Comment roundup.

Remember when Dr. Dave posted that bit about voting for Jesus?  For certain, it actually roped in one person: last week’s comment round-up victim, Ryan Baines.

Next, the Christian blogger who got all pissy that I’d suggest that believing in someone rising from the dead makes someone gullible has posted his defense.  He comes roaring out of the gate with this:

Gullible. This word conveys the idea of a person trusting in someone who has the intention of somehow tricking or manipulating them in some way.

Note, he’s not arguing that believing in such a stupid thing is reasonable, but that you’re not gullible if the other half of the conversation believes the same ludicrous thing.  If someone who really believes that farting cures cancer spins you that tale and you buy it, you’re gullible.  It doesn’t matter if they actually believe it.

So I did a little bit of research.  Maybe I should’ve said Christians are easily deceived, credulous, trusting, or simple.  I that was certainly what I meant with regards to their Christianity.  Perhaps I should’ve said Christians are foolish, suckers, silly, or unskeptical.  That also keeps with the tone of the piece.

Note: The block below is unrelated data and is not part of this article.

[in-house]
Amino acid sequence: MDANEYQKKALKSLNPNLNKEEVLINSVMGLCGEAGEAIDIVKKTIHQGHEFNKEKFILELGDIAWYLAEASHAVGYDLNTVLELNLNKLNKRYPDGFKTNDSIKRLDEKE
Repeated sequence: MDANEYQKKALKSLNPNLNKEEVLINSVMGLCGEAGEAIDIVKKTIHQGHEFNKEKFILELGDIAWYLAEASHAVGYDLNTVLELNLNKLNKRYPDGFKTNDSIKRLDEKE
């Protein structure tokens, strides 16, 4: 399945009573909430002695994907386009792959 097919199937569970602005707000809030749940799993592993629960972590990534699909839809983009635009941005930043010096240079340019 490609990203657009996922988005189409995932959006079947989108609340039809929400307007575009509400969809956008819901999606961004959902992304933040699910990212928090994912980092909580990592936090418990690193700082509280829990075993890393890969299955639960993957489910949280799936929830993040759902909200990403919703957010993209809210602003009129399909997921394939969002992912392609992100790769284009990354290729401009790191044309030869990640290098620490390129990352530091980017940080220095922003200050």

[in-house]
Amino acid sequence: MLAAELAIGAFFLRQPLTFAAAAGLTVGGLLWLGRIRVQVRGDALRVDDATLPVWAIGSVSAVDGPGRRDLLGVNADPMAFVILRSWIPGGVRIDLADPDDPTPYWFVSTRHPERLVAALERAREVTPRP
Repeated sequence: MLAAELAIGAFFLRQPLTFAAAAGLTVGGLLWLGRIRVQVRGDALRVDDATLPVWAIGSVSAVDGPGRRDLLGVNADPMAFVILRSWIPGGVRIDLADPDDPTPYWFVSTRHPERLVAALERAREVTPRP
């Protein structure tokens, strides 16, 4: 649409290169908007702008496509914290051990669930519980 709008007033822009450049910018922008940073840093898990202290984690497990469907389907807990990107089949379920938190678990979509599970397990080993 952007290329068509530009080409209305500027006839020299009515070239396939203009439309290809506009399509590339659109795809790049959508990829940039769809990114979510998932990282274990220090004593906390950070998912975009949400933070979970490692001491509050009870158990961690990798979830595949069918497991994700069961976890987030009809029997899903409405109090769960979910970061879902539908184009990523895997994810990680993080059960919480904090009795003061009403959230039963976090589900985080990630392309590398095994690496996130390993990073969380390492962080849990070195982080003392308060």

Incidentally, I timed how long it took me to go to to make sure I was using the word appropriately.  It took me 21 seconds to go to the link and to read through it.  Presumably, that’s the amount of time and research it would’ve taken the gullible Christian blogger to not look desperate in his defense.

Pro tip: next post try defending the reasonableness of your beliefs.  That’s a sure way to drop the gullible label.*

Assuming you can adequately defend them.

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About JT Eberhard

When not defending the planet from inevitable apocalypse at the rotting hands of the undead, JT is a writer and public speaker about atheism, gay rights, and more. He spent two and a half years with the Secular Student Alliance as their first high school organizer. During that time he built the SSA’s high school program and oversaw the development of groups nationwide. JT is also the co-founder of the popular Skepticon conference and served as the events lead organizer during its first three years.